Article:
Yesterday, a young friend (perhaps a few young friends) posed this question to me: “When will the Earth collide with the Sun?” I will amend the question to “will the Earth collide with the Sun” so that I can provide the answer: no.
To understand why the answer is no, we must first understand a few concepts of physics, mainly that of angular momentum. If you remember, an object in motion (or at rest) will want to stay that way unless it interacts with something that will change its motion. For instance, when you are running really fast, you find it hard to slow down, because your body wants to stay in motion–to slow down to a halt, you create friction between your feet and the ground (as well as with the air), and you eventually come to a stop. This type of momentum is called linear momentum–the tendency for moving (or resting) objects to continue in that direction unless something else interferes. This is why, in baseball, the player running to first base always runs way past it…even though he/she would want to slow down once they step on the base, it takes a while before they can.
The same thing is true for angular movement, like spinning or circular motion. Think about when you spin a bucket around–when the bucket is spinning around, it’s hard to keep it from completing the circle, because it wants to continue moving. This is appropriately called angular momentum, and it’s the reason we don’t fall into the sun.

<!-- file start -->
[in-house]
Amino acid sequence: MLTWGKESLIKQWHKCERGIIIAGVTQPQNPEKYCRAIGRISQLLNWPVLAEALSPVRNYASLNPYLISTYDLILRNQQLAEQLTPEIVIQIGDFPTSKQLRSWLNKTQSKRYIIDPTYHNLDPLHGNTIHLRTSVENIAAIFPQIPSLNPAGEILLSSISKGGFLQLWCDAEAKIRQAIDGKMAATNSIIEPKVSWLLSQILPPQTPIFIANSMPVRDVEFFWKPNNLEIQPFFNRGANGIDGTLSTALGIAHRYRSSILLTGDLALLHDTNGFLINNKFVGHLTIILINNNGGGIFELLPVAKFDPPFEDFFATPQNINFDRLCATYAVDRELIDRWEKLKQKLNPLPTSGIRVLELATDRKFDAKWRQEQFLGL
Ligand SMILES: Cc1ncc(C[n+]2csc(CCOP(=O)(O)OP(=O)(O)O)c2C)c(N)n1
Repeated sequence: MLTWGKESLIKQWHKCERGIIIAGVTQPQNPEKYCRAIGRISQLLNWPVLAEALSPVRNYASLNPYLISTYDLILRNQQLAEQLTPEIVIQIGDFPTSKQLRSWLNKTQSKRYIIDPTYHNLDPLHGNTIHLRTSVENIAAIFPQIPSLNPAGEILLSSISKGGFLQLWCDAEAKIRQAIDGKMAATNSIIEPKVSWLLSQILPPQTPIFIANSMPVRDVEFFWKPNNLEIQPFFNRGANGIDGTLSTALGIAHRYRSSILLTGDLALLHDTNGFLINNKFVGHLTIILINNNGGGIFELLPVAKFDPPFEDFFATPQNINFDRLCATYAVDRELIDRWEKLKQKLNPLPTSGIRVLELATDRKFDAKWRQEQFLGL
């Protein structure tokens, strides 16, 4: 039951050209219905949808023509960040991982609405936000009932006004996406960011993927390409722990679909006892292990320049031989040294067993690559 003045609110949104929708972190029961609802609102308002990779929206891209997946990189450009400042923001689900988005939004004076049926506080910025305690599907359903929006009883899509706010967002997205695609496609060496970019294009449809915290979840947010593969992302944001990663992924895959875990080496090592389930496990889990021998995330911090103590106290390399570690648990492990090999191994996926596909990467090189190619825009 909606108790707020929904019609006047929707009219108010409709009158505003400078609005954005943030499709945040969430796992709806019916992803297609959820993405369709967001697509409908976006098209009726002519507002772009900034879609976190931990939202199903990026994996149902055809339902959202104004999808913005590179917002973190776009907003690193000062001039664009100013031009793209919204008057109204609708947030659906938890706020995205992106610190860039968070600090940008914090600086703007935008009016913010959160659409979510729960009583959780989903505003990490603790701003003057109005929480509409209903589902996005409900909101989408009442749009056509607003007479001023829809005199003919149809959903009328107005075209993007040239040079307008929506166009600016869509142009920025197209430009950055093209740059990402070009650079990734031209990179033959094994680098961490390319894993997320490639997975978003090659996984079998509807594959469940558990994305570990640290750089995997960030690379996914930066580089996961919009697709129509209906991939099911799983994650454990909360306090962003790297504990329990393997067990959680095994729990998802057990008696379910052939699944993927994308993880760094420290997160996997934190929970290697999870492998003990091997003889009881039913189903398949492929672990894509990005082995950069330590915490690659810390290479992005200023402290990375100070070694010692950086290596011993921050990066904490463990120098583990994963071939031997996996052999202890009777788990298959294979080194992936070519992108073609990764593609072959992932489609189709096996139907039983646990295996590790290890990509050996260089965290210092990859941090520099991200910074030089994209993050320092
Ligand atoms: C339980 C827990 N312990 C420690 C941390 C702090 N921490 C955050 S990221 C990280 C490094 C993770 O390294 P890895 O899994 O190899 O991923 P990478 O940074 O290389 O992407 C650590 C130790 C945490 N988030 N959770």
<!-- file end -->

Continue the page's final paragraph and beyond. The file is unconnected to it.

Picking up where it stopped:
For anyone who has been to a museum (often ones with scientific backgrounds), you may remember the neat spiral wishing well coin funnels, where you drop a coin in and it spirals in towards the center. These are popular with science museums because they are perfect examples of the principle of angular momentum. What happens when you drop a coin in? It starts out going in a circle at the outer edge. According to angular momentum, unless something interferes with the coin, it should remain moving in a circle around the hole in the middle forever, staying at the same height and speed. But that doesn’t happen, because gravity and friction remove energy from the coin, slowing it down. When the coin slows, it loses angular momentum. Because the coin is slowing down and losing angular momentum, it begins to spiral into the hole in the center, and eventually, drops into the middle and comes to rest.
Now think of the Earth as the coin and the Sun as the hole in the center of the funnel. The Earth is going around the Sun in a circle (well, it travels in an ellipse, but it’s the same idea), and it has a speed in which it is traveling. Therefore, the Earth has angular momentum which keeps it traveling in the circle. Like the coin, if you wanted the Earth to collide with the Sun, it would have to slow down, and therefore lose angular momentum. While the interactions the Earth undergoes on a yearly basis are very complicated, suffice it to say that the net interactions are luckily negligible, and so we are not spiraling towards the sun.
Don’t believe me? If we were losing angular momentum, and were spiraling into the Sun, then our orbit around the sun would be shrinking, and our distance from the Sun would be shorter. While the Earth is getting warmer, this is not why (see: Climate Change for more information). What is noticeable, however, is that the Earth’s rotation is slowing down ever so slightly. Over time, the length of our day is getting slightly longer, and this has caused us to establish leap seconds to help compensate.